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Abstract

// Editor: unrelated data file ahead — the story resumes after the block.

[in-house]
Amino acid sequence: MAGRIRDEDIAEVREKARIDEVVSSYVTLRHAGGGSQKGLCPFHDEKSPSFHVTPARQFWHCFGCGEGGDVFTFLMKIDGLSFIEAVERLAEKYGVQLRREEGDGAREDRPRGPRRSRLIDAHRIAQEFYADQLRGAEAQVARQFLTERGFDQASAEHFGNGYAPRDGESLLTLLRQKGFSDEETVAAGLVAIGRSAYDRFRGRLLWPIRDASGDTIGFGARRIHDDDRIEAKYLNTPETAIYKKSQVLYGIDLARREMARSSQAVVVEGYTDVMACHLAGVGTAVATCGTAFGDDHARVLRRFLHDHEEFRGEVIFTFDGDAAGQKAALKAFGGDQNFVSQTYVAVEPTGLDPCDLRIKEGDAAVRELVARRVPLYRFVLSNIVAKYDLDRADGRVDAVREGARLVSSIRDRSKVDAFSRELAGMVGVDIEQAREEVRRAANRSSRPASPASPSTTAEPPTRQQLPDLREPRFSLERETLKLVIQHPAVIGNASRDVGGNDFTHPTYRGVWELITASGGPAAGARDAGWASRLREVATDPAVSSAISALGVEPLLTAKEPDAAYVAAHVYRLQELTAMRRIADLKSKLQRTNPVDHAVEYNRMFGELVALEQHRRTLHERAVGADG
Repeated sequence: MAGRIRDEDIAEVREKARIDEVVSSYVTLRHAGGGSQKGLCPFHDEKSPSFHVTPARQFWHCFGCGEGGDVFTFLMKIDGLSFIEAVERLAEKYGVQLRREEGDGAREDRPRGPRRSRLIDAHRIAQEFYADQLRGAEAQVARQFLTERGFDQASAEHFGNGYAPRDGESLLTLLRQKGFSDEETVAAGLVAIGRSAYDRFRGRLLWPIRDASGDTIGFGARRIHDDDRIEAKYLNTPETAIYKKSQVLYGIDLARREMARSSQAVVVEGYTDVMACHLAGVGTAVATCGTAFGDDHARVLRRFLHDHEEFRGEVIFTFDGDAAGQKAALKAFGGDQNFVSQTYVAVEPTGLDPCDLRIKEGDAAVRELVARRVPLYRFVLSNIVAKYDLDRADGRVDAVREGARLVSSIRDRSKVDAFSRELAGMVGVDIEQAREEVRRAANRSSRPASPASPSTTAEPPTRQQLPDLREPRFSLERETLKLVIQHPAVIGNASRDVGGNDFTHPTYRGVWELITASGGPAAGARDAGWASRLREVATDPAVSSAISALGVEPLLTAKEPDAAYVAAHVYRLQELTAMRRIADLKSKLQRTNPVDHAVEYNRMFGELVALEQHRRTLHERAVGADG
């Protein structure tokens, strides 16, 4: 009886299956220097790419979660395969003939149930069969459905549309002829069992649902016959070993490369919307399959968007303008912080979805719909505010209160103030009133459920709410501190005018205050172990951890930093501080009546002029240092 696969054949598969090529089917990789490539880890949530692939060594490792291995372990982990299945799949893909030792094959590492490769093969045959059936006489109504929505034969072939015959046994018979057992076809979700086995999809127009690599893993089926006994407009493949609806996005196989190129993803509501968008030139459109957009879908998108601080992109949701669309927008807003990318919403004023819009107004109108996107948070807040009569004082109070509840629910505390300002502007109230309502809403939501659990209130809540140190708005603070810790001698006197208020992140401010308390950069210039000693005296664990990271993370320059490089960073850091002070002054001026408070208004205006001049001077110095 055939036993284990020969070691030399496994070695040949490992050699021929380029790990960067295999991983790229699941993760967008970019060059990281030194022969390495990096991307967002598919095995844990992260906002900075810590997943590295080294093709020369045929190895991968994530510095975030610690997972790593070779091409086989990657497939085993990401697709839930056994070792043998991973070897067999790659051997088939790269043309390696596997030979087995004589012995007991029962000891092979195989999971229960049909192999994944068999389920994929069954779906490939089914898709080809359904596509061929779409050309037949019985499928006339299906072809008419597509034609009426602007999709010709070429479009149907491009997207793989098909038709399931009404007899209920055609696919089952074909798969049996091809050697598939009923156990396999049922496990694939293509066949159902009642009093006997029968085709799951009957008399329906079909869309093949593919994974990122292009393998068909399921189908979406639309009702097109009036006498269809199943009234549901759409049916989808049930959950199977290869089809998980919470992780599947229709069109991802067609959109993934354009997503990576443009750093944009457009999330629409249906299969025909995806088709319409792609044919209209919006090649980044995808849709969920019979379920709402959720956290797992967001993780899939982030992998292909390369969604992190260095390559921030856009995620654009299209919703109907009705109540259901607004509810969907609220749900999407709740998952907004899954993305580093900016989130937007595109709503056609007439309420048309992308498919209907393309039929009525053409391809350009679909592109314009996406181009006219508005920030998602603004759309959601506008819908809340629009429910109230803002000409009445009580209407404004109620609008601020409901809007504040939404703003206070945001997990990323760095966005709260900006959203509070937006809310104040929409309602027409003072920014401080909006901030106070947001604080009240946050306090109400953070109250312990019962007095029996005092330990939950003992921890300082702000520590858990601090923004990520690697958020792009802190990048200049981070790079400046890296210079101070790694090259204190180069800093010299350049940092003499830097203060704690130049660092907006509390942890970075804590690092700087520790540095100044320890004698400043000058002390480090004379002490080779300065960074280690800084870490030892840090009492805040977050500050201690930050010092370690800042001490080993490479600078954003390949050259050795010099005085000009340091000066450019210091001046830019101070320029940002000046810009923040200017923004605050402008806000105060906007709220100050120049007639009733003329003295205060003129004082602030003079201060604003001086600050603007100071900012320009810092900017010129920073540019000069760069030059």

In his article "Situating a Badiouian Anthropocene in Hagiwara's Postnatural Poetry" Dean A. Brink discusses the ecological dimension of the poetry of one of the founding voices in modern Japanese poetry, Sakutarō Hagiwara (1886-1942). Brink argues that Hagiwara developed a poetics characterized by engagements with nonhuman organisms and actants to situate the materiality of these actants in ways that diffuse the binary of "language" and "nature" and present a postnatural relationality that Bruno Latour describes. Drawing on the recent work of Alain Badiou, Brink explores materialist alternatives to representationalism—including the Lacanian triangle of the imaginary real and symbolic—by emphasizing human-nonhuman relations and Badiouian models of change in reading poetry in the Anthropocene.